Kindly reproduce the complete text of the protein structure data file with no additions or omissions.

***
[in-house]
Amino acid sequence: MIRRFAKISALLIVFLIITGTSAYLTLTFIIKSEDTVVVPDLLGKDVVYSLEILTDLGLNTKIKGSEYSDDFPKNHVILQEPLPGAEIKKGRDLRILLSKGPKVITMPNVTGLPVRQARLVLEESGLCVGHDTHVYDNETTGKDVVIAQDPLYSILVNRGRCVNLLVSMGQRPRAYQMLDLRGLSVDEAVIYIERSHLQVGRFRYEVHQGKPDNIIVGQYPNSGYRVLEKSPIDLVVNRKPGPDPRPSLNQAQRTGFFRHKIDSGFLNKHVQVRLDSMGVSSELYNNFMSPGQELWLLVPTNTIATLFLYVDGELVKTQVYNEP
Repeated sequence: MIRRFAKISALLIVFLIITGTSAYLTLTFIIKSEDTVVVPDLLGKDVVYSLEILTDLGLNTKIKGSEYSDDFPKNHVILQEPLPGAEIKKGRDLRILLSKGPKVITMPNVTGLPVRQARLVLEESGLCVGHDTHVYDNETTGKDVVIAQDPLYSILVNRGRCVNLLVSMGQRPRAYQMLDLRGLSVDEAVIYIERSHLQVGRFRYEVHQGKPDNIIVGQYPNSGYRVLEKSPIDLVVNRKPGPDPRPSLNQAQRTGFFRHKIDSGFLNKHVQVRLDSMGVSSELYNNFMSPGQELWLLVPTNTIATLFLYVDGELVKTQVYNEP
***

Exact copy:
[in-house]
Amino acid sequence: MIRRFAKISALLIVFLIITGTSAYLTLTFIIKSEDTVVVPDLLGKDVVYSLEILTDLGLNTKIKGSEYSDDFPKNHVILQEPLPGAEIKKGRDLRILLSKGPKVITMPNVTGLPVRQARLVLEESGLCVGHDTHVYDNETTGKDVVIAQDPLYSILVNRGRCVNLLVSMGQRPRAYQMLDLRGLSVDEAVIYIERSHLQVGRFRYEVHQGKPDNIIVGQYPNSGYRVLEKSPIDLVVNRKPGPDPRPSLNQAQRTGFFRHKIDSGFLNKHVQVRLDSMGVSSELYNNFMSPGQELWLLVPTNTIATLFLYVDGELVKTQVYNEP
Repeated sequence: MIRRFAKISALLIVFLIITGTSAYLTLTFIIKSEDTVVVPDLLGKDVVYSLEILTDLGLNTKIKGSEYSDDFPKNHVILQEPLPGAEIKKGRDLRILLSKGPKVITMPNVTGLPVRQARLVLEESGLCVGHDTHVYDNETTGKDVVIAQDPLYSILVNRGRCVNLLVSMGQRPRAYQMLDLRGLSVDEAVIYIERSHLQVGRFRYEVHQGKPDNIIVGQYPNSGYRVLEKSPIDLVVNRKPGPDPRPSLNQAQRTGFFRHKIDSGFLNKHVQVRLDSMGVSSELYNNFMSPGQELWLLVPTNTIATLFLYVDGELVKTQVYNEP